Thursday, May 27, 2010

Ridley Scott's Robin Hood is a Subversive Act

Ridley Scott's Robin Hood is a Subversive Act

Robin Hood directed by Ridley Scott, screenplay by Brian Helgeland based on a story by Brian Helgeland and Ethan Reiff & Cyrus Voris

(N.B. In order to properly discuss Robin Hood, I am forced to discuss the entire film. There will be spoilers.)

He doesn't fire the bow often but when he does it is bat-shit insane!
Determining intentions from watching a film is always tricky, but from my completely uninformed status as an observer, it seems to me that for Brian Helgeland, Ridley Scott and (one suspects) Russell Crowe, that making this version of Robin Hood was a highly subversive act.

The immediate consequence of their subversion is a profoundly misunderstood film. It is a fiercely intelligent film that like Russsell Crowe's Robin conceals its' brains. This has led to critics like Roger Ebert in his review, bemoaning the fact that this Robin Hood is not the "dashing swashbuckler" pf previous Robin Hood films.

The only way to save your honour is to abandon it!
I have a lot of respect for Roger Ebert, but I am going to flat-out disagree with him on this one. First of all, heroes in Ridley Scott films do not dash. In his films, heroes sweat, they get dirty and bloody, they make mistakes, but are the more heroic for having to wipe away the blood and sweat and dirt and overcome their own foibles. Even going all the way back to Ridley Scott's first film, the unjustly neglected masterpiece The Duellists, the director took a story about a series of duels between soldiers in Napoleon's army and turned what could have easily been a treacly bit of turgid nostalgia and instead delivered an angry battle hymn damning the lie of so-called honor.

For an outlaw, this Robin Hood sure bathes regularly!
More importantly, Robin Hood is an archetype, a piece on the chessboard of film. One who has to follow certain constraints, but who can be used in many more ways than just that of the dashing swashbuckler. Not to say that Errol Flynn or the charming fox of the Disney Robin Hood aren't fun, but those Robin's also suffer under a certain disadvantage. The stakes of the game that they play are limited, because they live in an England that has been interrupted.

Traditionally, the stories of Robin Hood break down into two halves. In the first, brighter half, Richard the Lion-Heart has been captured and is being held prisoner. Prince John controls England and drags his feet on either rescuing or ransoming his brother, the King. Robin, in addition to robbing from the rich to give to the poor, is usually the prime organizer of the collection of the ransom that will eventually release the Lion-Heart and restore him to his throne. The ultimate impotence of Prince John as an enemy is that he can do nothing truly permanent to Richard's kingdom. As long as Robin and his Merry Man can avoid being captured long enough to be hanged, they can expect a pardon from King Richard eventually.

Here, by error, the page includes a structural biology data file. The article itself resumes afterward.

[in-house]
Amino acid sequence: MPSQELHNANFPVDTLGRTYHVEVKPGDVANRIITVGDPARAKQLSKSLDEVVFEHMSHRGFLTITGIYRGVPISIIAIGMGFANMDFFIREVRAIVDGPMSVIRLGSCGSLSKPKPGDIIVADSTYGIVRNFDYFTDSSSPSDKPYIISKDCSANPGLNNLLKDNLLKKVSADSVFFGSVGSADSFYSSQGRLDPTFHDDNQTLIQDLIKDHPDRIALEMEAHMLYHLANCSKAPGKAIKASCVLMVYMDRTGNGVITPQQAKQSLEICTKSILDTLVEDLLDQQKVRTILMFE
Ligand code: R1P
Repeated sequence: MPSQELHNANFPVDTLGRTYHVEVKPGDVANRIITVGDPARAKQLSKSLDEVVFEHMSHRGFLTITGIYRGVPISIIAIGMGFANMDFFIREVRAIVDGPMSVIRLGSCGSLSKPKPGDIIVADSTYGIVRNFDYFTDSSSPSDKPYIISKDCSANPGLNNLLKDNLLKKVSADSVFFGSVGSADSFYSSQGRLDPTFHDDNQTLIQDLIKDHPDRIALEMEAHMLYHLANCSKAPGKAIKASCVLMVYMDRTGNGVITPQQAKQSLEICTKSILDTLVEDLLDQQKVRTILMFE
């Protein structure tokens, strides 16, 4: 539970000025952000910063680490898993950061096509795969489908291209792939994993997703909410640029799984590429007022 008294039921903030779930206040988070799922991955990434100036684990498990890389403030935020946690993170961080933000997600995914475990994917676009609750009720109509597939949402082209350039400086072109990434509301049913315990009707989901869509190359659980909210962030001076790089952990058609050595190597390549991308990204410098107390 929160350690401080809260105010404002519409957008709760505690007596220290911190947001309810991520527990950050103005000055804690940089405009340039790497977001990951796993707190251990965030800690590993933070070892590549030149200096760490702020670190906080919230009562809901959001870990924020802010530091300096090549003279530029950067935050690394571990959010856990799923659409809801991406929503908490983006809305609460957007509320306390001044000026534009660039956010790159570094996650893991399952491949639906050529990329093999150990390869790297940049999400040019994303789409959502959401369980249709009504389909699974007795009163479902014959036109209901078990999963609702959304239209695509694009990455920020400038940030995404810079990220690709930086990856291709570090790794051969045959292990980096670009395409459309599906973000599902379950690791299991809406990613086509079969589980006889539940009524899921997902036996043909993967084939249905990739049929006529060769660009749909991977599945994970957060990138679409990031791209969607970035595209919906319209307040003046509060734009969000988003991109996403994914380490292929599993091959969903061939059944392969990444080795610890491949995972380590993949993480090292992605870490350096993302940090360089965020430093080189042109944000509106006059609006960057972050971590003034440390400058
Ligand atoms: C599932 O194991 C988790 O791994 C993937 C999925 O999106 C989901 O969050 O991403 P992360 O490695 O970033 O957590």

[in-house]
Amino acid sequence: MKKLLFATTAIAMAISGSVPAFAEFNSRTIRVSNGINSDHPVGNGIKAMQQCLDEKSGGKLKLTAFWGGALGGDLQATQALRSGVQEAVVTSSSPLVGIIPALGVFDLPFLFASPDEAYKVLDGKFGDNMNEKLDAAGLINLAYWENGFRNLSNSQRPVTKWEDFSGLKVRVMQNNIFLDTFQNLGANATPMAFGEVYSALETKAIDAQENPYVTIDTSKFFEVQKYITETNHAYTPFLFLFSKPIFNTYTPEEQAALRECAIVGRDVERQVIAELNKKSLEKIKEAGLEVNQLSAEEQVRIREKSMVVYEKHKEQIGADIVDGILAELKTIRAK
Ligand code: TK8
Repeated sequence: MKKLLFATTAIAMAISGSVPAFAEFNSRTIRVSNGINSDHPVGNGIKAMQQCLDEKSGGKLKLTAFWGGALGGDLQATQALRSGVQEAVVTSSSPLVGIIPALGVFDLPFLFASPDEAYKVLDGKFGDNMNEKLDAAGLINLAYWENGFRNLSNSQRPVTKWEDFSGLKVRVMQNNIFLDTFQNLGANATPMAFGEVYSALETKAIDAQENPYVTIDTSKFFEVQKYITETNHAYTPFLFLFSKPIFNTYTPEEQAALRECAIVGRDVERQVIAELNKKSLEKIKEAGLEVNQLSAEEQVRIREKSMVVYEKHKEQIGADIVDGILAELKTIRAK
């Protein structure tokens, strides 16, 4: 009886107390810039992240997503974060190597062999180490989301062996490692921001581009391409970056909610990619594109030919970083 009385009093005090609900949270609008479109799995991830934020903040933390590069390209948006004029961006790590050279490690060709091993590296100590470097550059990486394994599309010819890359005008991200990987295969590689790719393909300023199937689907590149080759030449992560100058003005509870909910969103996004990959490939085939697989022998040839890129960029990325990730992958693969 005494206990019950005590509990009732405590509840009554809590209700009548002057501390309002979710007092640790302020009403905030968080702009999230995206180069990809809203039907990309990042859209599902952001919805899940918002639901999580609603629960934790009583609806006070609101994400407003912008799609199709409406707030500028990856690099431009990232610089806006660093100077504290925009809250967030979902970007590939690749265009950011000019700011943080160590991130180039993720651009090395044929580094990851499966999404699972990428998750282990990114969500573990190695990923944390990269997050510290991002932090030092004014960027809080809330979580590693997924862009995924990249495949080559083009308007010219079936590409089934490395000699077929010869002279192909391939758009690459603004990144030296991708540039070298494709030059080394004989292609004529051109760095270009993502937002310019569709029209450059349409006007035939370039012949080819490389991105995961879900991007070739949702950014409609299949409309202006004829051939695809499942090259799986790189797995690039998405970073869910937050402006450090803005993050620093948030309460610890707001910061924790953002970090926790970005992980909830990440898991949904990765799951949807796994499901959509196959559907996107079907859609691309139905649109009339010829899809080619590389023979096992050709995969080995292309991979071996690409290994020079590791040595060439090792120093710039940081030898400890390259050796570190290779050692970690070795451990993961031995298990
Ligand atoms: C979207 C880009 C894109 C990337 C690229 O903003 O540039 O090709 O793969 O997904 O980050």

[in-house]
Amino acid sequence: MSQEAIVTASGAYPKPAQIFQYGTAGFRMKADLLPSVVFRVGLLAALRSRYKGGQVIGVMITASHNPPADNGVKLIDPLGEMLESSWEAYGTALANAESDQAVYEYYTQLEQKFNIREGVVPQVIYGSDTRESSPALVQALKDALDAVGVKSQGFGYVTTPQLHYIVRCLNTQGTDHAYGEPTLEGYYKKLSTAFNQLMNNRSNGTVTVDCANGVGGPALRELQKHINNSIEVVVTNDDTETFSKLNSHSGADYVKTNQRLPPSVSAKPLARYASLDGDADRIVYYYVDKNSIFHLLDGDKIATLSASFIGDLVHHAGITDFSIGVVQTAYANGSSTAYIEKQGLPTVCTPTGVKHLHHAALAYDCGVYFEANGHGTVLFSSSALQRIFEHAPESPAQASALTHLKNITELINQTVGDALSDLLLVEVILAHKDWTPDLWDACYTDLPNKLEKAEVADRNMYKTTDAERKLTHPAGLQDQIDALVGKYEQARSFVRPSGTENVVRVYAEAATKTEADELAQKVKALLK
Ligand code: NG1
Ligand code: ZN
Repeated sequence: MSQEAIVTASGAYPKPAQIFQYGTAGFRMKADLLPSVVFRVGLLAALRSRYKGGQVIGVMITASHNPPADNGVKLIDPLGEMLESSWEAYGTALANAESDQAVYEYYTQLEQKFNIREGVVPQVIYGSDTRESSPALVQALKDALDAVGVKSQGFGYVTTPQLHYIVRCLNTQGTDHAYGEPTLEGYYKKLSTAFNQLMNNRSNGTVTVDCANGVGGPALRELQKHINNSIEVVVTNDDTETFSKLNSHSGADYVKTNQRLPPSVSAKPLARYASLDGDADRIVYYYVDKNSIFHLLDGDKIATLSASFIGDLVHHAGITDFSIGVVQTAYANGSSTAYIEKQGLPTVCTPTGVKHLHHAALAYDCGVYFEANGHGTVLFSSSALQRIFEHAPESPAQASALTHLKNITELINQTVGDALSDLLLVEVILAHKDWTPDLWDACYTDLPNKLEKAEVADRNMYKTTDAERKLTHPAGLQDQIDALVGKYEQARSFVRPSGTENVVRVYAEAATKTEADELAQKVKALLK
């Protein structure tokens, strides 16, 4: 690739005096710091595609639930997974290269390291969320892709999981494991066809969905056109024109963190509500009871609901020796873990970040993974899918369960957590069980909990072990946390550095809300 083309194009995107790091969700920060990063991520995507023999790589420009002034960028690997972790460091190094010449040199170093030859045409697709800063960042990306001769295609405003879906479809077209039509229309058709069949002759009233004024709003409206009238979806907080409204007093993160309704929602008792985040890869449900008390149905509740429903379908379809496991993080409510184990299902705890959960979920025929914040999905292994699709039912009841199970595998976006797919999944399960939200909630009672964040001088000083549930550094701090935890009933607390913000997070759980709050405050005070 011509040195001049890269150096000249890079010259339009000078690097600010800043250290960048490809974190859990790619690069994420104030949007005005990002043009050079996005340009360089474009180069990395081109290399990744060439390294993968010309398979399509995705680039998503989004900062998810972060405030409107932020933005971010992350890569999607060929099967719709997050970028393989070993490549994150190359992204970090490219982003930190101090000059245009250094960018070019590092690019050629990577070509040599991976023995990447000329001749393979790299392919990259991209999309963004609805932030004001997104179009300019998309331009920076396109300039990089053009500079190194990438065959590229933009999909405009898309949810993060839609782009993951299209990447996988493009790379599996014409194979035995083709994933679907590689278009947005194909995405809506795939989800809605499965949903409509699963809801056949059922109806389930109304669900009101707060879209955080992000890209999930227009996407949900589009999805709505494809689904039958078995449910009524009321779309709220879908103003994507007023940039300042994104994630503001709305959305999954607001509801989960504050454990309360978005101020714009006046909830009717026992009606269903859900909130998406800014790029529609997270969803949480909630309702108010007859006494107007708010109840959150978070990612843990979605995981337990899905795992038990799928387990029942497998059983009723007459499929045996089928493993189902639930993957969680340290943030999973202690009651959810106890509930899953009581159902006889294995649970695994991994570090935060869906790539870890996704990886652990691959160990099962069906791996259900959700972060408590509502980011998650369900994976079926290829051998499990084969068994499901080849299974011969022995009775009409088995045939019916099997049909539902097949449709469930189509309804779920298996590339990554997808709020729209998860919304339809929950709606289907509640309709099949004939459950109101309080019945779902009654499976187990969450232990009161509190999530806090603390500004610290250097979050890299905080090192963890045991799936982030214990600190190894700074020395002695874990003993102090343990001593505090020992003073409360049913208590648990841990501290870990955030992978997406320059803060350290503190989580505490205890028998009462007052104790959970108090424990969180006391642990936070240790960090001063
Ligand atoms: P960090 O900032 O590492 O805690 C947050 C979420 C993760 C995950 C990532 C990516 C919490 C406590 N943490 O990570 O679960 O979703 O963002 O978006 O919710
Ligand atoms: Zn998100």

Purest example of the Robin is never in any real danger genre
In this first half of the Robin Hood legends, King Richard is the roi ex machina lurking in the wings, the giant reset button waiting to be pressed. Since Robin is responsible for stealing the money that will ransom his King, it is a reset that is earned, but it still limits the stakes of the Merry Men's adventures.

The second half of Robin's legends are darker. After Richard dies, John becomes King and to be blunt, at that point, Robin Hood is fucked. He is now older and his enemies are both more powerful and now permanent. Again Robin is an outlaw, but now no pardon, no mercy will ever be offered. The legend usually ends with a dying Robin firing his last arrow and asking to be buried where the arrow lands.

Connery was telling his fans he was getting old for a long time. It took even longer for those fans to listen!
The only previous film to tackle this aspect of the Robin Hood legend is Richard Lester's Robin and Marian, a dark tale where Robin makes the old jokes, but they fall flat in a kingdom that is no longer funny. Notable for introducing the trope that Robin Hood is returning from the Crusades, the film did very poorly at the time despite (or perhaps because of) Sean Connery as Robin Hood and Audrey Hepburn as Marian. Many critics and fans were not interested in a film that told them of the end of the legend especially since it also told a meta-tale about the aging of their beloved Connery, five years removed from playing James Bond. (The Man Who Would Be King is another great overlooked film from the same period that was shunned by the public because it painted Connery as mortal and aging.)

The cruelty of the traditional legends is that Robin's life becomes more challenging and dangerous when he is too old to rise to the new challenge of Prince John becoming King John. 

The genius of Ridley Scott's take on Robin Hood is that it starts the legend at the death of Richard the Lion-Heart. Crowe's Robin Hood faces the dark danger of the second-half of the legends, but is young and vital enough to rise to those challenges.

Robin in front, the 3 Stooges bring up the rear.

The downside to thrusting Robin into the dangers of King John's England is that it allows very little time to indulge in the tomfoolery of the medieval Three Stooges: Little John, Will Scarlet and Allan A'Dayle (played by the aptly named Newfoundlander Alan Doyle of the Great Big Sea). Friar Tuck fares slightly better as the only man in the film as smart and perceptive as Robin; able to see both the rogue and the philanthropist. While Alan, John and Will are content to follow Robin's lead and Kate Blanchett's Marion is slightly baffled and befuddled by him, Tuck is delighted to conspire with him.

King John and his second wife Isabelle.